A foot orthotic is a device that can be inserted into the shoe to support, align, prevent and or accommodate foot deformities and improve foot function. Used in conjunction with appropriate footwear, a foot orthotic can be effective in helping to treat a number of foot and lower limb problems including heel, arch and forefoot pain, shin splints, as well as pain and complications related to health conditions such as diabetes and arthritis.
Who needs to wear orthotic shoes?
From mild discomfort in the foot and knee to severe problems, a foot orthotic can help a wide range of patients. A detailed assessment from a footwear and orthotic expert such as a Canadian Certified Pedorthist can confirm if a foot orthotic will assist an individual with a particular foot, leg, or even back problem.
Why is it important to put a foot orthotic in proper footwear?
A shoe acts as a foundation for the foot and provides a stable base for a foot orthotic to sit on. A foot orthotic can be rendered less effective by placing it within inferior footwear, as the shoe may work against the features of the orthotic. The foot orthotic is only as good as the shoe it goes into.
How long will a foot orthotic last?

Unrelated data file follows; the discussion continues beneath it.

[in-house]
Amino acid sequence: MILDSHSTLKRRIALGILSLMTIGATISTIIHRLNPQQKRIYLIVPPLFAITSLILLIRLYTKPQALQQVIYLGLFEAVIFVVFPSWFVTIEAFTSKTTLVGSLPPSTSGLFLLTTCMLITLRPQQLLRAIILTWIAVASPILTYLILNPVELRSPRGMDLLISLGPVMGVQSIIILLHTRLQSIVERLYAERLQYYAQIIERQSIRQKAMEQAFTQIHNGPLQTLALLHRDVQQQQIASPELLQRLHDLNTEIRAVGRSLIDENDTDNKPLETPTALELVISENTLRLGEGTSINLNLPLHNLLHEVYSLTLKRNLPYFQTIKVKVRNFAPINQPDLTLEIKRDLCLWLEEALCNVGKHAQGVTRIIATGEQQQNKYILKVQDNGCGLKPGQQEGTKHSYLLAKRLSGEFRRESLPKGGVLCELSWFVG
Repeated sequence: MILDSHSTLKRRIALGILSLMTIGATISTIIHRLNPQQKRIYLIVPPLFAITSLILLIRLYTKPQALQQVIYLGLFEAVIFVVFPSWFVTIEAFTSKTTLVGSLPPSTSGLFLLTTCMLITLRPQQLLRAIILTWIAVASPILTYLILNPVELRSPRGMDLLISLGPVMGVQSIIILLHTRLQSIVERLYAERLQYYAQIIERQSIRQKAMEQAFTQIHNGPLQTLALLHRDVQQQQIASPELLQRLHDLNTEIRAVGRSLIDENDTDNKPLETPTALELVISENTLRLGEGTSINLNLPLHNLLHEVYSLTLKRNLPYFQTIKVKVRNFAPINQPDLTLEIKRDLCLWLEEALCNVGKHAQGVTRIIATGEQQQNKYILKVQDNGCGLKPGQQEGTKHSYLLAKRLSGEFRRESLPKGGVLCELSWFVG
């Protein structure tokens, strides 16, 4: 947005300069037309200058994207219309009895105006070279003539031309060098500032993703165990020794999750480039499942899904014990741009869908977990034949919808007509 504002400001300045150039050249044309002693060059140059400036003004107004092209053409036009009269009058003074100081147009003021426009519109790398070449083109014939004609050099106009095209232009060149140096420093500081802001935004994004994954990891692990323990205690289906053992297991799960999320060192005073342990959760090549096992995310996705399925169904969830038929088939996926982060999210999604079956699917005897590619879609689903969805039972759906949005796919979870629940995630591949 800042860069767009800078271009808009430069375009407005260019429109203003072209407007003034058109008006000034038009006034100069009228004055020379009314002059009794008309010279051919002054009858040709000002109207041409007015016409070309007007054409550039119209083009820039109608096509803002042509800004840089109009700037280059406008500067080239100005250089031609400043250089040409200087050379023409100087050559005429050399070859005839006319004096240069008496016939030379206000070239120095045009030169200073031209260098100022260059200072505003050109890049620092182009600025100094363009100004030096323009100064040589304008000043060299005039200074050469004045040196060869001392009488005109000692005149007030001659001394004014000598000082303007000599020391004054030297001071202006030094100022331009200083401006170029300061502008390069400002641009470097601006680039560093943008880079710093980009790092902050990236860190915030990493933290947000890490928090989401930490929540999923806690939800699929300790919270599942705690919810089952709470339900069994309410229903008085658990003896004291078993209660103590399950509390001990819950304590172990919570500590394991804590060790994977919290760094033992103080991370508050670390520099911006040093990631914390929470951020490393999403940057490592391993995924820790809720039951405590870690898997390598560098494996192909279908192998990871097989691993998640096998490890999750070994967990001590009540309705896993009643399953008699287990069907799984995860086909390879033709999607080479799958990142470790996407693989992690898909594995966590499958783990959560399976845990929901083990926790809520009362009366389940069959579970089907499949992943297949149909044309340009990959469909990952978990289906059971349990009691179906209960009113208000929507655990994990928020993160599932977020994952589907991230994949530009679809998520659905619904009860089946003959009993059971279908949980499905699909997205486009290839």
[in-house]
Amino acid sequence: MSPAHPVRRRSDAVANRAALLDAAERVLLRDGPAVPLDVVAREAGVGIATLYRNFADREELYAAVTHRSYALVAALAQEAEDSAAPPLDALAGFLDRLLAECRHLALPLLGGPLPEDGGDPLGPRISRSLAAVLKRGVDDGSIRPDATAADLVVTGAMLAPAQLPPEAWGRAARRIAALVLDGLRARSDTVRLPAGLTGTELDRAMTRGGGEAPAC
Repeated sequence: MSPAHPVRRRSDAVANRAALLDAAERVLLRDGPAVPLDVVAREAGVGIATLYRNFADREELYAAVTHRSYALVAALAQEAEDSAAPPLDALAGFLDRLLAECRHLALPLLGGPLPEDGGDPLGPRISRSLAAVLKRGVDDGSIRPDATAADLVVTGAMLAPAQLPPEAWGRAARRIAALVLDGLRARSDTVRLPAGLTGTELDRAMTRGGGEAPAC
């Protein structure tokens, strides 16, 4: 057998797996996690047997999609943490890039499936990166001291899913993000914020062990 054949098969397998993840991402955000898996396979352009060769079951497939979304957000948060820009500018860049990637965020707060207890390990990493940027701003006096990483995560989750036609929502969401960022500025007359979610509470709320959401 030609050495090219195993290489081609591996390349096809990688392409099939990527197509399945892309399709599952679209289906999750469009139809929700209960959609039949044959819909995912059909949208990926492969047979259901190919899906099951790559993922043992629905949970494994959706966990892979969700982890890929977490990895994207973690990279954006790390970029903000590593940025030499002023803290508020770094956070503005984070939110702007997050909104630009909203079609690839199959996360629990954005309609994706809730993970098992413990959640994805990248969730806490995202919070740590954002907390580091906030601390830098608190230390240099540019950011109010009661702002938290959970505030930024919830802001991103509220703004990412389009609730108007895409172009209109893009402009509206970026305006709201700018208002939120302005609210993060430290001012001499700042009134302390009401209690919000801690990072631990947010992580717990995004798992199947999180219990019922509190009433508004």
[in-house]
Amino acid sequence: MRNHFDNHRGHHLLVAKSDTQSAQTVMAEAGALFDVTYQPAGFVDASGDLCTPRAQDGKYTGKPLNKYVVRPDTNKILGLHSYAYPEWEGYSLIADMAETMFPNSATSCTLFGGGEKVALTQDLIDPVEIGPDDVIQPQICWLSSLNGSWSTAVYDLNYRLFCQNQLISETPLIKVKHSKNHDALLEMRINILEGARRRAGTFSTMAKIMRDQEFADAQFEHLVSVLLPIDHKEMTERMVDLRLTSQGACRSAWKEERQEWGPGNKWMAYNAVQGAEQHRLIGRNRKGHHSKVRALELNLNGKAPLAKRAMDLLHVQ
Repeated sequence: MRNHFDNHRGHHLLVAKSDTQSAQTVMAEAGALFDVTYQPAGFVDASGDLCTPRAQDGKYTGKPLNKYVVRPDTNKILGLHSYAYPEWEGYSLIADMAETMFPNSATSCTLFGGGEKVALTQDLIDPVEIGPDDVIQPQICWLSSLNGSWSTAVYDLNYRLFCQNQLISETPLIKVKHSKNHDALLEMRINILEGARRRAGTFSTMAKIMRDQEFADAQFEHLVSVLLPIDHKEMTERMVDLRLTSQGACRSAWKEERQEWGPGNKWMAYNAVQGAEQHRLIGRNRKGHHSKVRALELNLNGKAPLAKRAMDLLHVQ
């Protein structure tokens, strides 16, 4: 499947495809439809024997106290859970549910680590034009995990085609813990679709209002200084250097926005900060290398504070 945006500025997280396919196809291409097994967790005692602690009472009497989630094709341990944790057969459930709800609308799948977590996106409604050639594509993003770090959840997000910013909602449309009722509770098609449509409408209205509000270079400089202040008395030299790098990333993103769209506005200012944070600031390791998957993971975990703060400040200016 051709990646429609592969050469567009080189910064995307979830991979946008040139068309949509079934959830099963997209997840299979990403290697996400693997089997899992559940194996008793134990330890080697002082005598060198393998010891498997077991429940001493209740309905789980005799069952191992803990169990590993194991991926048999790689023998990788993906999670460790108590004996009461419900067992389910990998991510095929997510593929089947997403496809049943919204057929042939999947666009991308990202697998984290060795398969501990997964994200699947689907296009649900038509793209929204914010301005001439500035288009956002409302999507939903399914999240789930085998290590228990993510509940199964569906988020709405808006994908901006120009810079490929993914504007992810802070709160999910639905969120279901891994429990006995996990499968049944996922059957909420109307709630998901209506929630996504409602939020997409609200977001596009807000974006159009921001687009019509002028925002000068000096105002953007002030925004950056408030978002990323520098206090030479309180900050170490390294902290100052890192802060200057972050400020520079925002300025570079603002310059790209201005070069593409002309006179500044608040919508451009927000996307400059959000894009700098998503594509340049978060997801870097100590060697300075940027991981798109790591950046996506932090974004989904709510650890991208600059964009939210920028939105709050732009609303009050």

The lifespan of a foot orthotic varies from patient to patient. The materials used to make the foot orthotic, the patient’s foot structure, current levels of activity, age and physical condition all have an impact on the lifespan of a foot orthotic. The shell of the foot orthotic is the strong material that shapes it. It generally lasts longer than the top cover (the material used as an interface between the shell and the patient’s foot). The materials often used as top covers will compress over time but can easily be replaced.
Can You Help With Achilles Tendonitis?
In short, yes we can! Achilles tendinitis is a common condition that occurs when the large tendon that runs down the back of your lower leg becomes irritated and inflamed.
The Achilles tendon is the largest tendon in the body. It connects your calf muscles to your heel bone and is used when you walk, run, climb stairs, jump, and stand on your tip toes. Although the Achilles tendon can withstand great stresses from running and jumping, it is also prone to tendinitis, a condition associated with overuse and degeneration.
The lifespan of a foot orthotic should be measured not by when the finishing touches (the cover material) wear out but by how long it meets the foot’s changing needs for support, correction and pressure redistribution. If your symptoms begin to return it is a good idea to have your orthotic reassessed to determine if modifications or a new device are necessary.